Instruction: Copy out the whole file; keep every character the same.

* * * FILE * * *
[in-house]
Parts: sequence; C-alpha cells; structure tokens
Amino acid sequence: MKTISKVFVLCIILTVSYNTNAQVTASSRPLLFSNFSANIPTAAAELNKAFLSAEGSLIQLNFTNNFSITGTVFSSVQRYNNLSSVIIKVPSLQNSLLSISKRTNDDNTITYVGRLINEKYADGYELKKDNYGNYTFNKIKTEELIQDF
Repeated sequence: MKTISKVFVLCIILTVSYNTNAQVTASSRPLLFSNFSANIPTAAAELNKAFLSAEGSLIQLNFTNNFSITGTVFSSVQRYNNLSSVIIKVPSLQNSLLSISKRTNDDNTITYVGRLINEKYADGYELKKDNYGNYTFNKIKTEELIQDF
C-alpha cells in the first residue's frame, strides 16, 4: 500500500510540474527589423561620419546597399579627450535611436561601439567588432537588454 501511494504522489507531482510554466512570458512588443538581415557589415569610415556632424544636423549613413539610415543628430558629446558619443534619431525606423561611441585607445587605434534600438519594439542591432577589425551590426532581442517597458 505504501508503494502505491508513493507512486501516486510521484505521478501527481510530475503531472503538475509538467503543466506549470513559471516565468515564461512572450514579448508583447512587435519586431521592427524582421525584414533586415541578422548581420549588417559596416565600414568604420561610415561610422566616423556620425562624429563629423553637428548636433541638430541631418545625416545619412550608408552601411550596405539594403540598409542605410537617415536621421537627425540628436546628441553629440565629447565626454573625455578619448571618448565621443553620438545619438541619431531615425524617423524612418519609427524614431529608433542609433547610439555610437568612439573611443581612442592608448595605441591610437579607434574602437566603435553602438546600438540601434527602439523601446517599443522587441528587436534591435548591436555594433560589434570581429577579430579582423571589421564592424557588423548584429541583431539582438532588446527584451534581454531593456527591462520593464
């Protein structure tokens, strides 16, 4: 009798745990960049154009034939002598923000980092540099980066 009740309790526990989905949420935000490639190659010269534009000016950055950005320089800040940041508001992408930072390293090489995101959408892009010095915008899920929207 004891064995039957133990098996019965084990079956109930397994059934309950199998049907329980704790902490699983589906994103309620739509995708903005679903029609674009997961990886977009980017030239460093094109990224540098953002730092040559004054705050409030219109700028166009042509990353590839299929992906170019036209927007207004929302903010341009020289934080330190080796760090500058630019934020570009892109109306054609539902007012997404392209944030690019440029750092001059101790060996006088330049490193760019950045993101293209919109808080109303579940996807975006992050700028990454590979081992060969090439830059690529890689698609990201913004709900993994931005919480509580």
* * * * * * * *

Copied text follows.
[in-house]
Parts: sequence; C-alpha cells; structure tokens
Amino acid sequence: MKTISKVFVLCIILTVSYNTNAQVTASSRPLLFSNFSANIPTAAAELNKAFLSAEGSLIQLNFTNNFSITGTVFSSVQRYNNLSSVIIKVPSLQNSLLSISKRTNDDNTITYVGRLINEKYADGYELKKDNYGNYTFNKIKTEELIQDF
Repeated sequence: MKTISKVFVLCIILTVSYNTNAQVTASSRPLLFSNFSANIPTAAAELNKAFLSAEGSLIQLNFTNNFSITGTVFSSVQRYNNLSSVIIKVPSLQNSLLSISKRTNDDNTITYVGRLINEKYADGYELKKDNYGNYTFNKIKTEELIQDF
C-alpha cells in the first residue's frame, strides 16, 4: 500500500510540474527589423561620419546597399579627450535611436561601439567588432537588454 501511494504522489507531482510554466512570458512588443538581415557589415569610415556632424544636423549613413539610415543628430558629446558619443534619431525606423561611441585607445587605434534600438519594439542591432577589425551590426532581442517597458 505504501508503494502505491508513493507512486501516486510521484505521478501527481510530475503531472503538475509538467503543466506549470513559471516565468515564461512572450514579448508583447512587435519586431521592427524582421525584414533586415541578422548581420549588417559596416565600414568604420561610415561610422566616423556620425562624429563629423553637428548636433541638430541631418545625416545619412550608408552601411550596405539594403540598409542605410537617415536621421537627425540628436546628441553629440565629447565626454573625455578619448571618448565621443553620438545619438541619431531615425524617423524612418519609427524614431529608433542609433547610439555610437568612439573611443581612442592608448595605441591610437579607434574602437566603435553602438546600438540601434527602439523601446517599443522587441528587436534591435548591436555594433560589434570581429577579430579582423571589421564592424557588423548584429541583431539582438532588446527584451534581454531593456527591462520593464
């Protein structure tokens, strides 16, 4: 009798745990960049154009034939002598923000980092540099980066 009740309790526990989905949420935000490639190659010269534009000016950055950005320089800040940041508001992408930072390293090489995101959408892009010095915008899920929207 004891064995039957133990098996019965084990079956109930397994059934309950199998049907329980704790902490699983589906994103309620739509995708903005679903029609674009997961990886977009980017030239460093094109990224540098953002730092040559004054705050409030219109700028166009042509990353590839299929992906170019036209927007207004929302903010341009020289934080330190080796760090500058630019934020570009892109109306054609539902007012997404392209944030690019440029750092001059101790060996006088330049490193760019950045993101293209919109808080109303579940996807975006992050700028990454590979081992060969090439830059690529890689698609990201913004709900993994931005919480509580």